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If $X$ set and $U_i$, $i \in I$ a set family.

I know that $X \setminus \bigcup_{i\in I}$ is finite.

I want to prove that $X \setminus U_1 \cap U_2$ is also finite:

Here is my attempt:

$$X \setminus U_1 \cap U_2 = \{X \setminus U_1 \cup U_2\} \setminus\{\{U_1 \cup U_2\}\setminus\{U_1 \cap U_2\}\}$$

We notice that $\{X \setminus U_1 \cup U_2\}$ is finite and obviously you reduce the size of the set by "taking off" $\{\{U_1 \cup U_2\}\setminus\{U_1 \cap U_2\}\}$

Therefore $X \setminus U_1 \cap U_2$ is finite

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  • $\begingroup$ By $X \setminus U_1 \cap U_2$ do you mean $X\setminus (U_1\cap U_2)$ or do you mean $(X\setminus U_1)\cap U_2\text{ ?} \qquad$ $\endgroup$ – Michael Hardy Sep 24 '16 at 18:00
  • $\begingroup$ BTW, my edit to the question should make some things clear about proper MathJax usage. $\qquad$ $\endgroup$ – Michael Hardy Sep 24 '16 at 18:03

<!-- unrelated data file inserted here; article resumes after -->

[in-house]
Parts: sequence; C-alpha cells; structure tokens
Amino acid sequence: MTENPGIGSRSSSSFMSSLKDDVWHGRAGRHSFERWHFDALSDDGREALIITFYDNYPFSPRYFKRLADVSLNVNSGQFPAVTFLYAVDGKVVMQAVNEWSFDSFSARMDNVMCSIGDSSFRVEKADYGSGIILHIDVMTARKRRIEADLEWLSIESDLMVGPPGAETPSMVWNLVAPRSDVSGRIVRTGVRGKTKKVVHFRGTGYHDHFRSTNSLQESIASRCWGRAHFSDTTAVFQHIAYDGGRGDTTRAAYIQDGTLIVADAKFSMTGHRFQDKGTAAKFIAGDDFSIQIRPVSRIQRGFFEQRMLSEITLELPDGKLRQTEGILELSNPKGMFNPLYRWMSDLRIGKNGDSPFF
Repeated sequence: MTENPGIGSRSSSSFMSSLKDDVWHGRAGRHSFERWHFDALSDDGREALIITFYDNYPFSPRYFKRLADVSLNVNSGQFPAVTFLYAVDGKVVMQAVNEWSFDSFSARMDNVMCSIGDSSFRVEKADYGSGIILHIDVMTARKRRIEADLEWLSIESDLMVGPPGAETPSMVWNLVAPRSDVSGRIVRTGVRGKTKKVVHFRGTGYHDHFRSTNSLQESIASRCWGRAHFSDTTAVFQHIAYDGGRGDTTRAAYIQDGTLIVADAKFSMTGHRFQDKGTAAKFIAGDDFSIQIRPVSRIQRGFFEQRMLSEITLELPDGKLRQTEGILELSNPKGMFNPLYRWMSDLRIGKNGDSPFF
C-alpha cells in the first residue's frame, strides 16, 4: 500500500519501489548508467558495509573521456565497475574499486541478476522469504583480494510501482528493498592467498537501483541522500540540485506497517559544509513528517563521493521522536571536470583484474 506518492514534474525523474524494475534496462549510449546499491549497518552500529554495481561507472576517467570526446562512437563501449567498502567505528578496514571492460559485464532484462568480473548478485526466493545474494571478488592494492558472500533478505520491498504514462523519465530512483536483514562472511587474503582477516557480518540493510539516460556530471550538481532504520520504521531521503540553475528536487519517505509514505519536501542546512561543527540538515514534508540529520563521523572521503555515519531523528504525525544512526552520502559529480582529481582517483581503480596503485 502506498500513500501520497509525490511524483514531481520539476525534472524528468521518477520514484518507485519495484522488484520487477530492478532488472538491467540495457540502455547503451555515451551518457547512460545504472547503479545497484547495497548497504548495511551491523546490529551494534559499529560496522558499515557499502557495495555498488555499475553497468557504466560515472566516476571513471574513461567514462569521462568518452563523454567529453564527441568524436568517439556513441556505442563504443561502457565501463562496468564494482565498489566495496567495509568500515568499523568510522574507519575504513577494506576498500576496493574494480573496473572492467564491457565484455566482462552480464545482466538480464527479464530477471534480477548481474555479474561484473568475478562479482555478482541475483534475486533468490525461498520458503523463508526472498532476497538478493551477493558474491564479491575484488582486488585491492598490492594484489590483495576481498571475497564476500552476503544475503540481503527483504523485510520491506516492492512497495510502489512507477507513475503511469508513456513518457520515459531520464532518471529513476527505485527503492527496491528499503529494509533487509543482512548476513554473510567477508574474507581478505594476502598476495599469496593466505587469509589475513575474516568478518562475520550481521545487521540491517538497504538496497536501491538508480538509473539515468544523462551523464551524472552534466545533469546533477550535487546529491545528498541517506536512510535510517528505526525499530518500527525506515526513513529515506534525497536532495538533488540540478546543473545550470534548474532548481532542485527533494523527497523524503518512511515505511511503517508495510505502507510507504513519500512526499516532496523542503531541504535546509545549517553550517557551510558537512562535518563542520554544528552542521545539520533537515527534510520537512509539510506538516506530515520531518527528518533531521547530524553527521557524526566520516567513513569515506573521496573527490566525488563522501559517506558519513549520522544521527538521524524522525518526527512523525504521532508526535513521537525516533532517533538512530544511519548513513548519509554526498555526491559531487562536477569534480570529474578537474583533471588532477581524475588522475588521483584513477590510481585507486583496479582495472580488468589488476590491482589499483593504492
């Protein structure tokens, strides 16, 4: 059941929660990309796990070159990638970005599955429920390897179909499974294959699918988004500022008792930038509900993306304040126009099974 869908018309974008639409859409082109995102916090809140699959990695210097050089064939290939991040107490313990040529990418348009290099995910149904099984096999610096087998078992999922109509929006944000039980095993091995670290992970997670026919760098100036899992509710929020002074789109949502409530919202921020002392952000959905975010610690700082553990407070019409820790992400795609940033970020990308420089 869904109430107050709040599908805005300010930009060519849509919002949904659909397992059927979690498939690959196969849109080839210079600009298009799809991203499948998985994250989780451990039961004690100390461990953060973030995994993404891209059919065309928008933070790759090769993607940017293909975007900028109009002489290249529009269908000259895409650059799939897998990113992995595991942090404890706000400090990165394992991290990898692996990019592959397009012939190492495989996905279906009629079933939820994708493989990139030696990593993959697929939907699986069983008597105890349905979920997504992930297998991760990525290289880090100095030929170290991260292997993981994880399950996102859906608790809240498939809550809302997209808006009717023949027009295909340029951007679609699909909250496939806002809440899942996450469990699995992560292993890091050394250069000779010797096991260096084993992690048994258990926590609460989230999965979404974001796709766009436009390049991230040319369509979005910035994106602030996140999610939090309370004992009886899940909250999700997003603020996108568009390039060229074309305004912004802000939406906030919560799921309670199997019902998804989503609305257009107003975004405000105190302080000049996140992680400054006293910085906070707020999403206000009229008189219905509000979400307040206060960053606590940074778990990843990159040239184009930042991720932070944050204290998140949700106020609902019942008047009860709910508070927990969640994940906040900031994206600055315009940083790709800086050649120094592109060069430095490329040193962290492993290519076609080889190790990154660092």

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Suppose $X=\{1,2,3,\ldots\}$ and $U_i= \{i\}$ for $i=1,2,3,\ldots$ Then $X \setminus \bigcup_{i=1}^\infty U_i=\varnothing,$ so that is a finite set, but $X\setminus(U_1 \cap U_2) = X\setminus\varnothing = X,$ and that is very far from finite.

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Consider $X=[-1,1]$ and $U_i=(-1+1/i,1-1/i), i=2,3,\ldots.$ The set $X\setminus \bigcup_{i\in I}U_i=\{-1,1\}$ is finite. But $X \setminus U_2 \cap U_3$ is not.

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